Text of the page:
Camera, landscape, Nature, Photography

The Severn Way

Shrewsbury is a small town, and you’re never too far from the countryside, but I didn’t realise just  how close. Follow a narrow track from the town’s large Frankwell car park, past the cricket ground, and you are in fields, and following the Severn Way.

Your path leads you through meadows along the river Severn, past black cows blithely chewing, through gates, past allotments,  along the ends of gardens, up stone steps that seemingly go the wrong way, past the back of the garden where Charles Darwin grew up,  through green tunnels barely wider than your shoulders, along the snaking and winding river, all with the faint rumble of traffic only 2 or 3 fields away.

The path peters out after a few miles, and it’s possible to return to your start point in a fraction of the time, as the road goes in a more-or-less straight line. Or, do as I did and retrace your steps. Things look different going the other direction, anyway.

 

All photos taken with Lomo LC-A

Camera, Nature, Photography, Shropshire, Stone

Stiperstones Film (Finally)

I finally finished the films I shot up the Stiperstones just before Christmas, and just got the developed negatives back. It didn’t take too long to scan them in, as there are only 8 shots per roll when you shoot with 120 film.

The 1st roll was the slowest film I’ve ever shot with – Ilford PanF 50 – and I think that’s why the roll didn’t come out so well – the shutter speed was so slow that the slight wobble of me trying to hold it steady in a strong (and freezing cold) wind created the slight blur, and lost me a lot of detail, and so I only got  a few usable photos.  I’m annoyed, because the most blurry photo (which I’ve included below) would have made the best shot otherwise. Grrr. Next time with this film I’m using a tripod.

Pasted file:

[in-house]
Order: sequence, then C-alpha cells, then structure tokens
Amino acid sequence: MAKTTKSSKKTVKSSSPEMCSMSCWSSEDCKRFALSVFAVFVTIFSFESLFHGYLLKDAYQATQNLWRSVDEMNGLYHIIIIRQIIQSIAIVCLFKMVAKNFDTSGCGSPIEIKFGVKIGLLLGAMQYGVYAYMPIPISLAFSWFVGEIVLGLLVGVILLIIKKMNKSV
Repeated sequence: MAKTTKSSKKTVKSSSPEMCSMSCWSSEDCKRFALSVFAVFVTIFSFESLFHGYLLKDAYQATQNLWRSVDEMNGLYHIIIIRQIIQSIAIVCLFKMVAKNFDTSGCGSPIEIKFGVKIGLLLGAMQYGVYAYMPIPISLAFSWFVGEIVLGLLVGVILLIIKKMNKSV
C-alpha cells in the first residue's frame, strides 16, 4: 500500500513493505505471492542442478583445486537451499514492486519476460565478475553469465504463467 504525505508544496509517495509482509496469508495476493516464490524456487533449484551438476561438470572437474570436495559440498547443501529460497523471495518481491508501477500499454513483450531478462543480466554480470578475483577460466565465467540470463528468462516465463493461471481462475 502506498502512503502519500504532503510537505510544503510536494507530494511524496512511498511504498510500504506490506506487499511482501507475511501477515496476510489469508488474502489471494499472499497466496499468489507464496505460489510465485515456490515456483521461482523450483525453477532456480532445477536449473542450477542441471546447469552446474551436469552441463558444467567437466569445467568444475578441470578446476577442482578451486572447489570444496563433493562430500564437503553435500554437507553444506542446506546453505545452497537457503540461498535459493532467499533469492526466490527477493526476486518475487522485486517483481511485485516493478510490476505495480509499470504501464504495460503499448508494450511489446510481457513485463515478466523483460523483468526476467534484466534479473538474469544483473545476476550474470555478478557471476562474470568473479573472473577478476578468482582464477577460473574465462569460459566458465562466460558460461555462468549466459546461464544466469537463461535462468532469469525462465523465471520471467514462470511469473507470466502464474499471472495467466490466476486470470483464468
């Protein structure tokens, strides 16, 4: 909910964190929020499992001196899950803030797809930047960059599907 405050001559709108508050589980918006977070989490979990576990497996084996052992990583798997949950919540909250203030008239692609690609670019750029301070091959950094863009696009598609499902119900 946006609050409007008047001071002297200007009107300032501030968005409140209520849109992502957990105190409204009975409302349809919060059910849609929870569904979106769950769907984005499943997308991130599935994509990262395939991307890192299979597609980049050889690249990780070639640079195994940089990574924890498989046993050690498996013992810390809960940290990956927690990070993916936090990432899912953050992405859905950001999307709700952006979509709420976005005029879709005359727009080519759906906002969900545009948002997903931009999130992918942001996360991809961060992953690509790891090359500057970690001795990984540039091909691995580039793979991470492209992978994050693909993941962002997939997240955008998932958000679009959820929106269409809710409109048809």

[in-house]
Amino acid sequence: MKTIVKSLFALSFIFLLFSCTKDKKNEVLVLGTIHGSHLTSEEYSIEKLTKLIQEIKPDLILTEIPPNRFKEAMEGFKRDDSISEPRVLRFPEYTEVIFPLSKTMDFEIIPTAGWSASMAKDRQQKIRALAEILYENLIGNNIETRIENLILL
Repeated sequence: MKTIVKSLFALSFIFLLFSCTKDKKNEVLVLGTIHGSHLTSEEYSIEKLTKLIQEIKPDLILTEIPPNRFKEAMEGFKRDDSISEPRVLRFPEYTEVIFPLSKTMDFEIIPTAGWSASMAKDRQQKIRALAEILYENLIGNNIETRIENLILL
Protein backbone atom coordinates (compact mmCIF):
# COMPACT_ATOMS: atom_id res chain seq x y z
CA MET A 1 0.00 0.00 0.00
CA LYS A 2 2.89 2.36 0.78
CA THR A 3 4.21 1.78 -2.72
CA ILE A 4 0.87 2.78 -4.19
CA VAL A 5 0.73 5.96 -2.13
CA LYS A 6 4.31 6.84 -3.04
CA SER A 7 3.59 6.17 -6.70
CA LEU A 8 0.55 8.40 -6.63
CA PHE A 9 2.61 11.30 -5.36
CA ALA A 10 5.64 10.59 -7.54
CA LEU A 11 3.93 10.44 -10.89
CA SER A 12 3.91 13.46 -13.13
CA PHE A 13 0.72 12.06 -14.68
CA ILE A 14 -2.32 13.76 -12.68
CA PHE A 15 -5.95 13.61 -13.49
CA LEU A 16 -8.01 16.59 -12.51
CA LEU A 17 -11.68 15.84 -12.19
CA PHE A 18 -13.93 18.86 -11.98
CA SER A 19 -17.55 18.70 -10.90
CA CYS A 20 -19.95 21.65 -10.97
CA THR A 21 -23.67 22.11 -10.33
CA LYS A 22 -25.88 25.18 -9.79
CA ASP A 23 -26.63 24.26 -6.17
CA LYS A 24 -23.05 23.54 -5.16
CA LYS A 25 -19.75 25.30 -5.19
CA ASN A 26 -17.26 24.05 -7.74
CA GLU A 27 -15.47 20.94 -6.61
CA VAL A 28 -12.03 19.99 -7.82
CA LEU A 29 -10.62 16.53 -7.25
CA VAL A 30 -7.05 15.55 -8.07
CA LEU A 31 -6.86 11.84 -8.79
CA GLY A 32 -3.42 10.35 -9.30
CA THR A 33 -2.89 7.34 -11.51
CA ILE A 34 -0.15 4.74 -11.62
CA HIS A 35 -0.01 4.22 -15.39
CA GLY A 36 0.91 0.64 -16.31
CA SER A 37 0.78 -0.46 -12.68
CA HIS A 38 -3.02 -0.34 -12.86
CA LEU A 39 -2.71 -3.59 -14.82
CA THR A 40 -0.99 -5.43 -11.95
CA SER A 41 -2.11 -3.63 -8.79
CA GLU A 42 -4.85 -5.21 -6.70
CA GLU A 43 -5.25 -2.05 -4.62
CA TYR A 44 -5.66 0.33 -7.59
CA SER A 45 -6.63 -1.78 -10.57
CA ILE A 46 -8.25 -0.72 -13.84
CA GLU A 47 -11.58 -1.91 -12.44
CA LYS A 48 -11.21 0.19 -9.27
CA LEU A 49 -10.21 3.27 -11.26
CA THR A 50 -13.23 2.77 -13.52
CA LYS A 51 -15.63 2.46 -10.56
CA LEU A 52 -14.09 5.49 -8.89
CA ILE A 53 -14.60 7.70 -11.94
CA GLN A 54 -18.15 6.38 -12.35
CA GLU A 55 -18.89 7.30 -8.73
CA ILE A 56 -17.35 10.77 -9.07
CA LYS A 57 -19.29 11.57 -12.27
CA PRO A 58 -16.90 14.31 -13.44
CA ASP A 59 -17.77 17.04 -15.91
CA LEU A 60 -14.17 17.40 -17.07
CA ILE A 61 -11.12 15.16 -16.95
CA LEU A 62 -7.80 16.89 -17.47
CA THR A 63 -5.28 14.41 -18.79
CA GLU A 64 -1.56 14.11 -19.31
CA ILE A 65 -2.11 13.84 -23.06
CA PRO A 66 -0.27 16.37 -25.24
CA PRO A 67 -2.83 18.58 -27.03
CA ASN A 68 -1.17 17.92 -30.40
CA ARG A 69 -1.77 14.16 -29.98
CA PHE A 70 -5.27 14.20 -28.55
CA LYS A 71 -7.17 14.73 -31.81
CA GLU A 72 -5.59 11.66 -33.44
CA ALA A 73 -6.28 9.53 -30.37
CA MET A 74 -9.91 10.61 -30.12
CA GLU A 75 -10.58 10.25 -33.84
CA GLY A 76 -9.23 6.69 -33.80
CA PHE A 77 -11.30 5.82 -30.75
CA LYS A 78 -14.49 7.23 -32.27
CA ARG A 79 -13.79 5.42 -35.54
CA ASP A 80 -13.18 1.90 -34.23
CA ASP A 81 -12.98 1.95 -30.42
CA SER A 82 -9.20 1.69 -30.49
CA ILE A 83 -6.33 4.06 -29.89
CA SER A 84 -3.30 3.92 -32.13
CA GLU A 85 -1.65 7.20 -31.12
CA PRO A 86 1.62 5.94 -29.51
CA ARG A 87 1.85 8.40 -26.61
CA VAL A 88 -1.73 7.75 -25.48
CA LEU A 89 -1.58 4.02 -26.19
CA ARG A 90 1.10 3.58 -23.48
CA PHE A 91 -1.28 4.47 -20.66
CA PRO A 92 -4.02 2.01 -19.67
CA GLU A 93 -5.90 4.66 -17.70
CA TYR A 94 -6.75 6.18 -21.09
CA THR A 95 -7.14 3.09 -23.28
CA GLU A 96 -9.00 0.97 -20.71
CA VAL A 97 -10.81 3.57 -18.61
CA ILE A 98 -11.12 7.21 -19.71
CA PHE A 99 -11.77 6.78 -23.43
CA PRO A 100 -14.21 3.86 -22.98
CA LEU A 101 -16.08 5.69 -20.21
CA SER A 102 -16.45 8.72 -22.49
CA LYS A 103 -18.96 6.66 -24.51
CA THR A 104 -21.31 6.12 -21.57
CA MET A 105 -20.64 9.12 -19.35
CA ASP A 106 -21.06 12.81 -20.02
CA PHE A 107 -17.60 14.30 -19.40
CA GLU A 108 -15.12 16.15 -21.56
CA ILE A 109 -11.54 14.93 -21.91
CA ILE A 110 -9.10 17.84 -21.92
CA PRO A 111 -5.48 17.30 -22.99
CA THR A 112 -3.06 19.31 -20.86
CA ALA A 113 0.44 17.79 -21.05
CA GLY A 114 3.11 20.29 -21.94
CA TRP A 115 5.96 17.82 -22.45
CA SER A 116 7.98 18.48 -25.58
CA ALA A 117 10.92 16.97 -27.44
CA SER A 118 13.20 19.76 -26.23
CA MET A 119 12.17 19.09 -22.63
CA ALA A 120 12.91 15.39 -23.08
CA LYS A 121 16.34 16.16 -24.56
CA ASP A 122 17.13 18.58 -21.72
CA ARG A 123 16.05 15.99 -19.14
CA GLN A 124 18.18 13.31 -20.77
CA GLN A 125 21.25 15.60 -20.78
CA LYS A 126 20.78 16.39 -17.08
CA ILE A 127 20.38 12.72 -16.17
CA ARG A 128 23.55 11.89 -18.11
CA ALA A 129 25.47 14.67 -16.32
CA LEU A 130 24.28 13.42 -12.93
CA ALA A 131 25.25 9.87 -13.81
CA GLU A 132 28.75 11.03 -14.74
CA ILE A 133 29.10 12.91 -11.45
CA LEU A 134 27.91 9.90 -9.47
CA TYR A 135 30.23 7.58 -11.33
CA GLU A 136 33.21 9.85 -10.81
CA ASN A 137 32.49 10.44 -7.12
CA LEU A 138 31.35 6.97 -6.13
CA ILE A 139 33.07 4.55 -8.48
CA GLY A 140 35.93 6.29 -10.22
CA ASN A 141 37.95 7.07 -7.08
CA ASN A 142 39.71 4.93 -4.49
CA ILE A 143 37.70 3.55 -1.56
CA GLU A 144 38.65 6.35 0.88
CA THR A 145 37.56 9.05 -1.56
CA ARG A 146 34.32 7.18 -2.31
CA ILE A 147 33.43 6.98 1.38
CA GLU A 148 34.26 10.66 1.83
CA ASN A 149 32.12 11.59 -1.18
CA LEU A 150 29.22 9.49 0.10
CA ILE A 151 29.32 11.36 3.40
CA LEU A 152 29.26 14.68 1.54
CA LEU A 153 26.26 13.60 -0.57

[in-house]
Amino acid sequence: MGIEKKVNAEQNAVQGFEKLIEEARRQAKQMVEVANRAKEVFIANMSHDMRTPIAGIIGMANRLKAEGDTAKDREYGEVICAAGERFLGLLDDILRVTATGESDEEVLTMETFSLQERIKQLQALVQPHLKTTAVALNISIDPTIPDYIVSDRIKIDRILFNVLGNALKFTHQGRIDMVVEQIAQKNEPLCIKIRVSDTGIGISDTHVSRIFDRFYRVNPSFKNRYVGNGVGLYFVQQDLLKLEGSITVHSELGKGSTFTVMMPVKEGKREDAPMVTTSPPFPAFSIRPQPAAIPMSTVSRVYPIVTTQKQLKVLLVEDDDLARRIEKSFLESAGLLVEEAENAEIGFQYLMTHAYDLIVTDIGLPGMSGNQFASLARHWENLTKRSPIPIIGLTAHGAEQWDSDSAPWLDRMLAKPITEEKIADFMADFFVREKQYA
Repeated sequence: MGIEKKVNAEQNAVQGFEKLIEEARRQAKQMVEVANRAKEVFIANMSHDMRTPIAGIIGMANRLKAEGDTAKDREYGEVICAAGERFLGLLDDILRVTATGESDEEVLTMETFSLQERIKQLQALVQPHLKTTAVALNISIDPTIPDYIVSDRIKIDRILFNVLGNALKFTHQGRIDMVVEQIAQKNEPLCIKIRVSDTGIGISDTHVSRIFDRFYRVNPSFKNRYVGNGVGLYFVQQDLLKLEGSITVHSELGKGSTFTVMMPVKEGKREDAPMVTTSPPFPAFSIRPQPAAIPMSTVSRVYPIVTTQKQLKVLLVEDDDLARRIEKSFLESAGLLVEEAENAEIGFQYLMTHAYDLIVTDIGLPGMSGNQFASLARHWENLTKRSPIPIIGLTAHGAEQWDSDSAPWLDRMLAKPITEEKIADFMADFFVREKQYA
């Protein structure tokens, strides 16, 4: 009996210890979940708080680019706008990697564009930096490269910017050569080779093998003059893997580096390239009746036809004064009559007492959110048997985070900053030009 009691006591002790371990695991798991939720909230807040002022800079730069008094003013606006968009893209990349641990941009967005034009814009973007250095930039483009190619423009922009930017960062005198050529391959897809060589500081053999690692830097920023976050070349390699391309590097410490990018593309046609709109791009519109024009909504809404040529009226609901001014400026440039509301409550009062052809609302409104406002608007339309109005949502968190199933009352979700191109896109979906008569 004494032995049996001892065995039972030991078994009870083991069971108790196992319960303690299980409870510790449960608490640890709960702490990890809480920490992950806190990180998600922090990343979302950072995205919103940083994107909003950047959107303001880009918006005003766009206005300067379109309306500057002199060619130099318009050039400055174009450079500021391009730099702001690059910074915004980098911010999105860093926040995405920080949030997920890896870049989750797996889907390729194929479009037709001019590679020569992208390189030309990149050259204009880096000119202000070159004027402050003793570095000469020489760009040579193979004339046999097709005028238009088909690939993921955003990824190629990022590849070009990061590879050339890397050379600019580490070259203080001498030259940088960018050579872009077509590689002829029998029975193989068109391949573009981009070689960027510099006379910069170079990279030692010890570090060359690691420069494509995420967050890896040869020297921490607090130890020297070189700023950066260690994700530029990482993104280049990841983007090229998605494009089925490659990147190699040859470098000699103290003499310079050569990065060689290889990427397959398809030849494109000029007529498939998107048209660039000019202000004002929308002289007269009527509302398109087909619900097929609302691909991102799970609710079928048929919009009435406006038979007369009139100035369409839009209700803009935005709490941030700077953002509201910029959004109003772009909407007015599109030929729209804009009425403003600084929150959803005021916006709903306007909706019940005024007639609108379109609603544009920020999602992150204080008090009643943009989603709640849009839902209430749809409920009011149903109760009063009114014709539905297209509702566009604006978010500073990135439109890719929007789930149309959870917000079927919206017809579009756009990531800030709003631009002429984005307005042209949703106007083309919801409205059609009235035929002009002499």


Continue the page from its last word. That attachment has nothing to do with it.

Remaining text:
Luckily, the 2nd film came out mostly ok. There are a couple of shots I took around town just to finish off the film, I’ll post them separately, in case I confuse anyone and give them the impression there is a river up there on the top of the Shropshire hills.

 

In case this sort of thing interests you, the camera was a 1946 Voigtlander Bessa and the films I used were Ilford PanF 50 and Fomapan 100.

landscape, Nature, Photography, Shropshire, Stone, Voigtlander

Stiperstones

On the weekend before Christmas, I went with friends for a walk up the Stiperstones, a hill in south Shropshire.  The summit ridge runs for 8km, and features several jagged quartzite rock outcrops, which make for dramatic photographs (I hope).

It was a bright, sunny day, but once we got onto the hills it was surprisingly cold*. It always seems bleak up Stiperstones, for some reason.  It’s 20 years since I last went there, and it was bleak then, too.  I was juggling 2 cameras with increasingly numb fingers**, not easy when one is a 1946 VoigtlanderBessa , with some fiddly adjustments necessary just to get the device to open.